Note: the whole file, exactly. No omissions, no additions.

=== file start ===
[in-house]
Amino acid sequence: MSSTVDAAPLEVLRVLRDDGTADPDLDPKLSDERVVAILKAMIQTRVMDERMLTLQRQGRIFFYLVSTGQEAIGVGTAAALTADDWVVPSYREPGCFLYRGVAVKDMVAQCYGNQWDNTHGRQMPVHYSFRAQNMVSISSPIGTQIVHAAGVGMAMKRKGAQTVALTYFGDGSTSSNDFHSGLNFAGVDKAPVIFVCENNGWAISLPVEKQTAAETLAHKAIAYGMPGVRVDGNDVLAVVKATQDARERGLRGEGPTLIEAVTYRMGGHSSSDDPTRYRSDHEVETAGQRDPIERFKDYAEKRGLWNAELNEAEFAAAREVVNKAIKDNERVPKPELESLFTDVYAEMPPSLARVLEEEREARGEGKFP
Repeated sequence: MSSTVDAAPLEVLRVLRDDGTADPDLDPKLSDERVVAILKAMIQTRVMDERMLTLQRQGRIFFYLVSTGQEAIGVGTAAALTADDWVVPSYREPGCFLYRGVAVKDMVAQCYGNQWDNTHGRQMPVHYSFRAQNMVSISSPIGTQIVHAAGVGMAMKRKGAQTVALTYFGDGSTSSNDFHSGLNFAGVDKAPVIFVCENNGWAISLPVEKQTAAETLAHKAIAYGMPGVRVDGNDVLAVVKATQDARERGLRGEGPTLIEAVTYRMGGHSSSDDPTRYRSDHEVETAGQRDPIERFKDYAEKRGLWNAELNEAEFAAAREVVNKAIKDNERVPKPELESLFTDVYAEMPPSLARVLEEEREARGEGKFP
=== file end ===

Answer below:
[in-house]
Amino acid sequence: MSSTVDAAPLEVLRVLRDDGTADPDLDPKLSDERVVAILKAMIQTRVMDERMLTLQRQGRIFFYLVSTGQEAIGVGTAAALTADDWVVPSYREPGCFLYRGVAVKDMVAQCYGNQWDNTHGRQMPVHYSFRAQNMVSISSPIGTQIVHAAGVGMAMKRKGAQTVALTYFGDGSTSSNDFHSGLNFAGVDKAPVIFVCENNGWAISLPVEKQTAAETLAHKAIAYGMPGVRVDGNDVLAVVKATQDARERGLRGEGPTLIEAVTYRMGGHSSSDDPTRYRSDHEVETAGQRDPIERFKDYAEKRGLWNAELNEAEFAAAREVVNKAIKDNERVPKPELESLFTDVYAEMPPSLARVLEEEREARGEGKFP
Repeated sequence: MSSTVDAAPLEVLRVLRDDGTADPDLDPKLSDERVVAILKAMIQTRVMDERMLTLQRQGRIFFYLVSTGQEAIGVGTAAALTADDWVVPSYREPGCFLYRGVAVKDMVAQCYGNQWDNTHGRQMPVHYSFRAQNMVSISSPIGTQIVHAAGVGMAMKRKGAQTVALTYFGDGSTSSNDFHSGLNFAGVDKAPVIFVCENNGWAISLPVEKQTAAETLAHKAIAYGMPGVRVDGNDVLAVVKATQDARERGLRGEGPTLIEAVTYRMGGHSSSDDPTRYRSDHEVETAGQRDPIERFKDYAEKRGLWNAELNEAEFAAAREVVNKAIKDNERVPKPELESLFTDVYAEMPPSLARVLEEEREARGEGKFP